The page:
Storage costs have never been lower. Data volumes have never been higher. For many hard-pressed IT managers, that makes buying more hardware to accommodate burgeoning data seem a relatively easy option. In a recent survey by market research company Vanson Bourne, 80% of respondents admitted that they simply purchase more storage rather than investigate ways of getting more from existing resources.
The view that this approach is “pain-free”, however, could not be more wrong, says Jon Pavitt, professional services manager at StorageTek UK and Ireland. “It quickly becomes extremely expensive – not just in terms of capital expenditure but also in terms of management costs,” he says. By first rationalising the existing storage infrastructure to maximise its use, IT managers can delay or eliminate the need for new primary capacity to manage information growth.
Not only that, but efficiencies can also be achieved through eliminating redundant copies, moving less critical data to less expensive storage media and recovering over-reserved capacity.
That is where information lifecycle management (ILM) comes in. ILM concepts can be applied to assess data uses and storage assets, identify inefficiencies and adjust the infrastructure to maximise utilisation. It is much needed. According to research by IT market analyst company Gartner, utilisation of typical direct-attached storage rarely exceeds 50%. Highly efficient networked storage environments that are organised according to ILM principles, by contrast, can operate at 70% to 90% capacity utilisation.
But that is entirely dependent on an organisation having a good understanding of the types of data it holds, the value that data has, and where it is stored. ILM
works on the principle that all data is not equal and that it is used in different ways at different stages of its lifecycle. For example, monthly financial reports may combine sales orders, shipments, inventory expense and other data for the month.
During the processing cycle, the finance department needs access to verify and analyse this data frequently and rapidly. After the reports are generated, however, the previous month’s data is referenced less frequently as the focus changes to data for the current month. Previous reports can then be migrated to less-available, lower-cost storage, thus freeing up primary, high-cost storage.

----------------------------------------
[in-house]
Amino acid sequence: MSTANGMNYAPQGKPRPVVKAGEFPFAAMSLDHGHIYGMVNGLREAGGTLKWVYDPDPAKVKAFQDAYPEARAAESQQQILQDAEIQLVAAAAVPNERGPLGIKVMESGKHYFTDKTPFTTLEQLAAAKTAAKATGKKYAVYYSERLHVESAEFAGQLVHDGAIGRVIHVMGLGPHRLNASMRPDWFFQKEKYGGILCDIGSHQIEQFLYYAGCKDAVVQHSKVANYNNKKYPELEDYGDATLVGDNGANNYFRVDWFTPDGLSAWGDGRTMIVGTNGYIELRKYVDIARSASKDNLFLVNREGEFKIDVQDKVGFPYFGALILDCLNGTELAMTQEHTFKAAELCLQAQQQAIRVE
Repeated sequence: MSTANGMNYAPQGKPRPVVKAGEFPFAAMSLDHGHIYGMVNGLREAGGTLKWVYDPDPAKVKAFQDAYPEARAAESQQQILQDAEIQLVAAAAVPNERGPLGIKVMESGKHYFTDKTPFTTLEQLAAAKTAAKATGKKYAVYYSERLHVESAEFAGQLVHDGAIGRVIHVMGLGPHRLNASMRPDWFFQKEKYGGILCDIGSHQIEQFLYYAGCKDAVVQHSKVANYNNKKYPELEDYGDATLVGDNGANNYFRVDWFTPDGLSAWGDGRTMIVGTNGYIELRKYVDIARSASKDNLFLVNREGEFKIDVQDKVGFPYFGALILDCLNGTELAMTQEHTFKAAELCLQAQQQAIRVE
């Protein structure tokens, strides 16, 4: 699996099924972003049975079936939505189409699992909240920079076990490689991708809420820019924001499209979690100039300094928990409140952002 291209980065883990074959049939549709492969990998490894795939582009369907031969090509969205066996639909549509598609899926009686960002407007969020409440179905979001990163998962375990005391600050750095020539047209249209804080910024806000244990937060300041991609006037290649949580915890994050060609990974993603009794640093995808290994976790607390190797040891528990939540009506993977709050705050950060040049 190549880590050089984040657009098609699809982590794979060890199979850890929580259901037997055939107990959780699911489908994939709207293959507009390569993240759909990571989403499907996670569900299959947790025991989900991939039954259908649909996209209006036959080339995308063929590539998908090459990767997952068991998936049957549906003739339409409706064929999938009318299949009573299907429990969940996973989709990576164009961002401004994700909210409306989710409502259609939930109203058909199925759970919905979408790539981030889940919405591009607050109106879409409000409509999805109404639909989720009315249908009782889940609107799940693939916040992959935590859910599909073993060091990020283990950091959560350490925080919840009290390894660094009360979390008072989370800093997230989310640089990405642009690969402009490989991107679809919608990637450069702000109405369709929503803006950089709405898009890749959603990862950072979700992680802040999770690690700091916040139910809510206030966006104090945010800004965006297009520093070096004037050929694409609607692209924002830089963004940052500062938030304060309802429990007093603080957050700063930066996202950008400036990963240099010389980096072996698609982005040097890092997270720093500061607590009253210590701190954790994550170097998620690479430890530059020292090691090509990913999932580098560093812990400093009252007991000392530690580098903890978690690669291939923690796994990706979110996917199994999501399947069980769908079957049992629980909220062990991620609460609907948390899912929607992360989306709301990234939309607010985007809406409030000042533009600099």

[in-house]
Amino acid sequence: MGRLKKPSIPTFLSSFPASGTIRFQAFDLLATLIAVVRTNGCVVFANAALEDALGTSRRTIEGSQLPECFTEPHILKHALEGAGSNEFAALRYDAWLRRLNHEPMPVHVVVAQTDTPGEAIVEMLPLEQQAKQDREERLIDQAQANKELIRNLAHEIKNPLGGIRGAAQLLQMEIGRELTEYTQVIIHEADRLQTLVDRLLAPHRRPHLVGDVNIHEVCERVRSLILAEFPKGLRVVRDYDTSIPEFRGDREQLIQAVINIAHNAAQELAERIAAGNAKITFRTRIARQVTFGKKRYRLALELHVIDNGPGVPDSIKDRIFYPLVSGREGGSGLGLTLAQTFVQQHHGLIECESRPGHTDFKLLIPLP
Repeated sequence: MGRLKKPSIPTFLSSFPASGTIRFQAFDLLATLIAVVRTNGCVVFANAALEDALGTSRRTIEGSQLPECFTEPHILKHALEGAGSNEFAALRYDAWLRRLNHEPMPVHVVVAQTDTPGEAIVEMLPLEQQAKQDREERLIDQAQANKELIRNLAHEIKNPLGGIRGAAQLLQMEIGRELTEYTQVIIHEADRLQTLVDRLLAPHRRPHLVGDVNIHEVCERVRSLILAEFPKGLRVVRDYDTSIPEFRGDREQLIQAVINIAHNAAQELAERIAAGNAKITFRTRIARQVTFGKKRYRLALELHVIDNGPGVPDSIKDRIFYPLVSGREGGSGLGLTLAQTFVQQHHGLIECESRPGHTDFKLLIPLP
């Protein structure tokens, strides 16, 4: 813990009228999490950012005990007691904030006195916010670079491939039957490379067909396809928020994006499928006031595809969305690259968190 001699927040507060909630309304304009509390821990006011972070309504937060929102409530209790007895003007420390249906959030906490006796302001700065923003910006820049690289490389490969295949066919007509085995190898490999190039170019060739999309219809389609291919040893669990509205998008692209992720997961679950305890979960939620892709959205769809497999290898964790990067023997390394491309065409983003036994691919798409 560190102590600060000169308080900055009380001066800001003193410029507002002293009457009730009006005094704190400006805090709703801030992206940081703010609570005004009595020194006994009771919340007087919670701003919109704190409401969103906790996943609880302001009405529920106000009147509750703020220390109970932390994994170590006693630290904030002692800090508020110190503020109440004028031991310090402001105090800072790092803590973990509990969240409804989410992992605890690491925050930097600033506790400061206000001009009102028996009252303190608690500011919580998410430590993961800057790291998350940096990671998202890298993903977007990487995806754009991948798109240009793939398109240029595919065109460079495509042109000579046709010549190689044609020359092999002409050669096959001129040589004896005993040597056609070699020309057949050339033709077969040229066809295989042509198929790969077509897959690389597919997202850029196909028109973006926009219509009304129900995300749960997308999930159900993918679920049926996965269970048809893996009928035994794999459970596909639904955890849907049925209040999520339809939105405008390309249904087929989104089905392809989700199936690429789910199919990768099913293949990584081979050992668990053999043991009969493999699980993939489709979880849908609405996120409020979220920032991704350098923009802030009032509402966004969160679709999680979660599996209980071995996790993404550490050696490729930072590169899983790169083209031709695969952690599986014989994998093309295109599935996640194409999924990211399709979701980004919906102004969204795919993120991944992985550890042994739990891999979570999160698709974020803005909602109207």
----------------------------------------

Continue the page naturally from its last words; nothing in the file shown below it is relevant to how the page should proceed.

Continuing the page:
Few companies, as yet, have that level of visibility into their data environment and the needs of different data categories, says Pavitt. As a result, one of the main roles his team performs is to help companies to gain that insight. “Our job, in some ways, is to make a nuisance of ourselves,” he jokes. “We go into an organisation and ask lots of questions about what data they have and where it is kept. They frequently don’t have answers – but that’s the whole point.”
The first step in getting those answers is a review of the current storage environment by evaluating data, categorising it, and then applying business rules to each category.
“Data valuation starts with listing data types and ranking them based on how often the data is accessed, who uses it, and so on,” explains Pavitt. “IT managers can then map the current location of the data across a hierarchy of storage systems, from high-performance disk to low-cost tape systems.”
“It’s vital to analyse current storage usage before embarking on any major storage implementation or upgrade. You need to know what you’re holding, where you hold it and what data has specific compliance requirements,” says Nigel Ghent, UK marketing director at storage supplier EMC. “That is a huge job of work in itself,” he adds.
There are ways, however, to minimise the effort involved, says Phil Goodwin, an analyst at IT market research company the Meta Group. “Obviously, treating each data type individually is impractical. The number of associated policy implementations would be unmanageable,” he says.